Conflicts of Interest

The authors declare no conflicts of interest.


  1. Boppana, S.B.; Ross, S.A.; Shimamura, M.; Palmer, A.L.; Ahmed, A.; Michaels, M.G.; Sanchez, P.J.; Bernstein, D.I.; Tolan, R.W., Jr.; Novak, Z.; et al. Saliva polymerase-chain-reaction assay for cytomegalovirus screening in newborns. N. Engl. J. Med. 2011, 364, 2111–2118. [Google Scholar] [CrossRef] [PubMed]
  2. Mussi-Pinhata, M.M.; Yamamoto, A.Y.; Moura Brito, R.M.; de Lima Isaac, M.; de Carvalho e Oliveira, P.F.; Boppana, S.; Britt, W.J. Birth prevalence and natural history of congenital cytomegalovirus infection in a highly seroimmune population. Clin. Infect. Dis. 2009, 49, 522–528. [Google Scholar] [CrossRef] [PubMed]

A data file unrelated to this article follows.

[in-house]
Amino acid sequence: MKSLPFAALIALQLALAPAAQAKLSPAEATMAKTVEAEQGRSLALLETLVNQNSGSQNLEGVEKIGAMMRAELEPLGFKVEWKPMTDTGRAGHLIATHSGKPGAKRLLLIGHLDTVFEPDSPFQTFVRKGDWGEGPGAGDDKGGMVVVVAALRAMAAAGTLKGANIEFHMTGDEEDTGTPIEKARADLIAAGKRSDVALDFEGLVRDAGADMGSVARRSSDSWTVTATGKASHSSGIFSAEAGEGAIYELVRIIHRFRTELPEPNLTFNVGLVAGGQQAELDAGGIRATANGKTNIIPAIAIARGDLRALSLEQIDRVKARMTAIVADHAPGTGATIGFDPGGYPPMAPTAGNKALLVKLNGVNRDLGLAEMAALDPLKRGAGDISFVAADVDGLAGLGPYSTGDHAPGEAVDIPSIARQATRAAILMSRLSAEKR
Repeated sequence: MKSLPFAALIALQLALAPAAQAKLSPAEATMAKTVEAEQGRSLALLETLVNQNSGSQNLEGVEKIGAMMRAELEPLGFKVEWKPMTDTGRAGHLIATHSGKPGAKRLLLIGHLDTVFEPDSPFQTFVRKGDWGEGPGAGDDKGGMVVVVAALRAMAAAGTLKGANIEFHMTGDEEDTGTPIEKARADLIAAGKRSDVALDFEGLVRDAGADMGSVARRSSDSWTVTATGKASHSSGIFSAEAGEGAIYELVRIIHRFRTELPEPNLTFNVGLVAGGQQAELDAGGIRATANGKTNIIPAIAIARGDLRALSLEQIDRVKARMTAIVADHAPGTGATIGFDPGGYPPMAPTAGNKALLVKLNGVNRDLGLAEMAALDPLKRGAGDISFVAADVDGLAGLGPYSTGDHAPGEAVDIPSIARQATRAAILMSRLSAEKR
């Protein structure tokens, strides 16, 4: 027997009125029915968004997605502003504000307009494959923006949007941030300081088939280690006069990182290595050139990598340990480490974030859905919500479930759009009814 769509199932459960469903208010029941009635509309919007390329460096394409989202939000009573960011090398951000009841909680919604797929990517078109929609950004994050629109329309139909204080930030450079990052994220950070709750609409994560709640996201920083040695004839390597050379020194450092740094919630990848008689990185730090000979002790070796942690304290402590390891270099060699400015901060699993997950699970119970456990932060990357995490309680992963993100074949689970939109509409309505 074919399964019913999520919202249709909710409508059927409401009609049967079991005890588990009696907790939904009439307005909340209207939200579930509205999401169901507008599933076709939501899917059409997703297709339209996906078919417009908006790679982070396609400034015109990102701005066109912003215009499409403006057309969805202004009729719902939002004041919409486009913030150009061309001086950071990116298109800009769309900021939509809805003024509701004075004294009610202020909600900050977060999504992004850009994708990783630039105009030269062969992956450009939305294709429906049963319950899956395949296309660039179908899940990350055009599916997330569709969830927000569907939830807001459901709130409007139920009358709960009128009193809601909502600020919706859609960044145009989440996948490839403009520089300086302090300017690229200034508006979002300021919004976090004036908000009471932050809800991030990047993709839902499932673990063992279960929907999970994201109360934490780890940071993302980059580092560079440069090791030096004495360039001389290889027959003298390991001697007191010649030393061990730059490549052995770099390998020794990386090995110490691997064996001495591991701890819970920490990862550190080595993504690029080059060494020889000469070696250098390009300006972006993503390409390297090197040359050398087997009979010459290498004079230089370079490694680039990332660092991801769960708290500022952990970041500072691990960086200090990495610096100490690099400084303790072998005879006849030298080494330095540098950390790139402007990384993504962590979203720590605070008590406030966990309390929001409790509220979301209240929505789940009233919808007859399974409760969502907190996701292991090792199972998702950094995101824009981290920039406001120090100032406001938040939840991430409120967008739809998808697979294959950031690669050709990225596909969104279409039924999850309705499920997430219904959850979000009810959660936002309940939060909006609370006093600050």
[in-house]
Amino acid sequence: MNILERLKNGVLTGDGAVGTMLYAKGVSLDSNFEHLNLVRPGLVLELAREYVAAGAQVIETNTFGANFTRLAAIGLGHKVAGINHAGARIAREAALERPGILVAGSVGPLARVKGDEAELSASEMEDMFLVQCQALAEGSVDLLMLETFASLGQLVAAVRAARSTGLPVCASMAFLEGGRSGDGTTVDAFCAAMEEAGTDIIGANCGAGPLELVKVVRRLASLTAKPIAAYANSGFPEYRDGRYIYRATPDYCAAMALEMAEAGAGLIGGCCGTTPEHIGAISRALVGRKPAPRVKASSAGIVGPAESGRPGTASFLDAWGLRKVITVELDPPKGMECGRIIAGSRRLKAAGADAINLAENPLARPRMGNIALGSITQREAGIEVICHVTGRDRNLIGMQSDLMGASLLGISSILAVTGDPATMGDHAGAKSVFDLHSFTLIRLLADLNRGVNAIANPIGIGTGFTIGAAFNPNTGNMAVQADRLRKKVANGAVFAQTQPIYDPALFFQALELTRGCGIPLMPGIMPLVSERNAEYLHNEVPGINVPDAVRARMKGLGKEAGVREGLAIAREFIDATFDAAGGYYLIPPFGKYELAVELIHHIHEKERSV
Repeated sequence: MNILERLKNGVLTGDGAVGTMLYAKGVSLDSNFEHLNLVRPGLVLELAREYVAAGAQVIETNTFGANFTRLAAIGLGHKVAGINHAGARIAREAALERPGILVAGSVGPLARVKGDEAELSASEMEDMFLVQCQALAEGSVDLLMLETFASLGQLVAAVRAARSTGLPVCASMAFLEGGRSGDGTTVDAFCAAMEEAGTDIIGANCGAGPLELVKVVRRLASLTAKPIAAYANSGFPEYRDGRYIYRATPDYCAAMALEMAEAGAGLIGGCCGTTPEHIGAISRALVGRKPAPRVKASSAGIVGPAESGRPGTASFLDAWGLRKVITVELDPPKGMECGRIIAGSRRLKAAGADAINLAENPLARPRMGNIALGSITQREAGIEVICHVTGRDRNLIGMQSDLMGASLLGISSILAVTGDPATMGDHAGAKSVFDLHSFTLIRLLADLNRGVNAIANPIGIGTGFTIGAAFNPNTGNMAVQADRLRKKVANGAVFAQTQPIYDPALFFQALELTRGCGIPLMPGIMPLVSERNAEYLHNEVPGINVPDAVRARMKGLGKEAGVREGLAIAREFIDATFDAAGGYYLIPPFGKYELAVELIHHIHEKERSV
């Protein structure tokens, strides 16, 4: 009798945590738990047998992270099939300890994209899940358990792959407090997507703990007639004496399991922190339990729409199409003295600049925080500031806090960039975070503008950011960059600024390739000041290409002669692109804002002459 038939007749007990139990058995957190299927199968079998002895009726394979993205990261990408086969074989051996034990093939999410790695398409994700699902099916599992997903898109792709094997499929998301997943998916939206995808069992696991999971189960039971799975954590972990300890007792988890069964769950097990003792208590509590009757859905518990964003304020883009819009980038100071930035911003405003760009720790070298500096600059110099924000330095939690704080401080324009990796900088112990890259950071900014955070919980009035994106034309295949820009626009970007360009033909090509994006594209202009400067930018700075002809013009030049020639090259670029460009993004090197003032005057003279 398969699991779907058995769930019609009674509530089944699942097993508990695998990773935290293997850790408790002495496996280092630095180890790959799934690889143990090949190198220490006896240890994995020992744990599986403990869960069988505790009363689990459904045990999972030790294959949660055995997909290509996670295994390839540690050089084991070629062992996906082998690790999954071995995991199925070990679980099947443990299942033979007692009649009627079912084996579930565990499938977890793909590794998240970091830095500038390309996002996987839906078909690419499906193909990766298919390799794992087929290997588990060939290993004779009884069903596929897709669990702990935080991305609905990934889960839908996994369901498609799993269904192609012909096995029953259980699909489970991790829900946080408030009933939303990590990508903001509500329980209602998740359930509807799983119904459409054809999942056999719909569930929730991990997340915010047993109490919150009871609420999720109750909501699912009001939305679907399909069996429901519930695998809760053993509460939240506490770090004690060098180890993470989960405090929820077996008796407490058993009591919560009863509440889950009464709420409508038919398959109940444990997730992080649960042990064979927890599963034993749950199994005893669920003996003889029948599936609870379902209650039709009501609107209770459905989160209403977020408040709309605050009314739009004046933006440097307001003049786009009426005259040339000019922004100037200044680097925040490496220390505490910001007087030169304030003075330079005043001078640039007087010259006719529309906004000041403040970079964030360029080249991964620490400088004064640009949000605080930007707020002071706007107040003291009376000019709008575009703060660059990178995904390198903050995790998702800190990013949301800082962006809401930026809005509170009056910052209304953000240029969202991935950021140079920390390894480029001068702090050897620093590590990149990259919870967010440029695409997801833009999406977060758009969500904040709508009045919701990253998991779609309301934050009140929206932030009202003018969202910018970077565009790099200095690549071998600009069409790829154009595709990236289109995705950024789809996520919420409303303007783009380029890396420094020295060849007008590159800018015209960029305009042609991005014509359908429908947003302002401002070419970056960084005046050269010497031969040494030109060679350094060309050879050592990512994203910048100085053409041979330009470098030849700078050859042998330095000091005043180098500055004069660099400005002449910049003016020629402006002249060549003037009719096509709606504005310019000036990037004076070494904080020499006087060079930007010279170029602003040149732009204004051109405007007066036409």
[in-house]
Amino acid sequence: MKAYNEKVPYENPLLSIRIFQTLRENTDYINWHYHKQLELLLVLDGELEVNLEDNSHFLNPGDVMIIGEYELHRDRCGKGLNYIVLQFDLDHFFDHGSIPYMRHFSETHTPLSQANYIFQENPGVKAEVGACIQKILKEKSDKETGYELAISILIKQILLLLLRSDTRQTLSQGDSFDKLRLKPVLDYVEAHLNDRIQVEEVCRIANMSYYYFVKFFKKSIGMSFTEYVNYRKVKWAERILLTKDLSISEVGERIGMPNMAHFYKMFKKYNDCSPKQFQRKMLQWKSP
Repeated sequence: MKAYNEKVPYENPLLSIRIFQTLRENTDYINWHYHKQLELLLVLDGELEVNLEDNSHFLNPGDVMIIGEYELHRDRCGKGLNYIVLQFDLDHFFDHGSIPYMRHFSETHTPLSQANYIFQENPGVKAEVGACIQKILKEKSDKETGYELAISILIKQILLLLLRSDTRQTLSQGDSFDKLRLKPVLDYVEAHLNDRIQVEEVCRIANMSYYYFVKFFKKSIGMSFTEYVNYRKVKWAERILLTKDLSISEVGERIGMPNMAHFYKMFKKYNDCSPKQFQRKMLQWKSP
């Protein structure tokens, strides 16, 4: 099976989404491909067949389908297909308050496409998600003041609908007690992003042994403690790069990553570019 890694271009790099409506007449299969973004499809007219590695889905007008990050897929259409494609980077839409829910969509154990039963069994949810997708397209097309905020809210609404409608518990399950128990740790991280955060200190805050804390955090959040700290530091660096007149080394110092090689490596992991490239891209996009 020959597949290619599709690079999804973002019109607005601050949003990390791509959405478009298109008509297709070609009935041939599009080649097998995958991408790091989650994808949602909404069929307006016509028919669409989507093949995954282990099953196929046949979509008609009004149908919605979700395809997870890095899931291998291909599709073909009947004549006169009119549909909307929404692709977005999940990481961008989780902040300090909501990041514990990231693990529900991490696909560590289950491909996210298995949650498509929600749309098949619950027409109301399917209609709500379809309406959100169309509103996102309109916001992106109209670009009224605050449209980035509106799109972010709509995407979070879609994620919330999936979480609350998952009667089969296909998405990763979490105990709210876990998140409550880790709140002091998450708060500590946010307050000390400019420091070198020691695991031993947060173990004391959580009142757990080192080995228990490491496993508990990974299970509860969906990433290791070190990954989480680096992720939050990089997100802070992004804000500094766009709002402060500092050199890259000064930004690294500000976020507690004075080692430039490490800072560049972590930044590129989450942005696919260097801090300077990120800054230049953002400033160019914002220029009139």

3. Manicklal, S.; Emery, V.C.; Lazzarotto, T.; Boppana, S.B.; Gupta, R.K. The “silent” global burden of congenital cytomegalovirus. Clin. Microbiol. Rev. 2013, 26, 86–102. [Google Scholar] [CrossRef] [PubMed]
  4. Kenneson, A.; Cannon, M.J. Review and meta-analysis of the epidemiology of congenital cytomegalovirus (CMV) infection. Rev. Med. Virol. 2007, 17, 253–276. [Google Scholar] [CrossRef] [PubMed]
  5. Olusanya, B.O.; Slusher, T.M.; Boppana, S.B. Prevalence of congenital cytomegalovirus infection in Nigeria: A pilot study. Pediatr. Infect. Dis. J. 2015, 34, 322–324. [Google Scholar] [CrossRef] [PubMed]
  6. Barbosa, N.G.; Yamamoto, A.Y.; Duarte, G.; Aragon, D.C.; Fowler, K.B.; Boppana, S.; Britt, W.J.; Mussi-Pinhata, M.M. Cytomegalovirus (CMV) Shedding in Seropositive Pregnant Women from a High Seroprevalence Population: “The Brazilian Cytomegalovirus Hearing and Maternal Secondary Infection Study” (BraCHS). Clin. Infect. Dis. 2018. [Google Scholar] [CrossRef] [PubMed]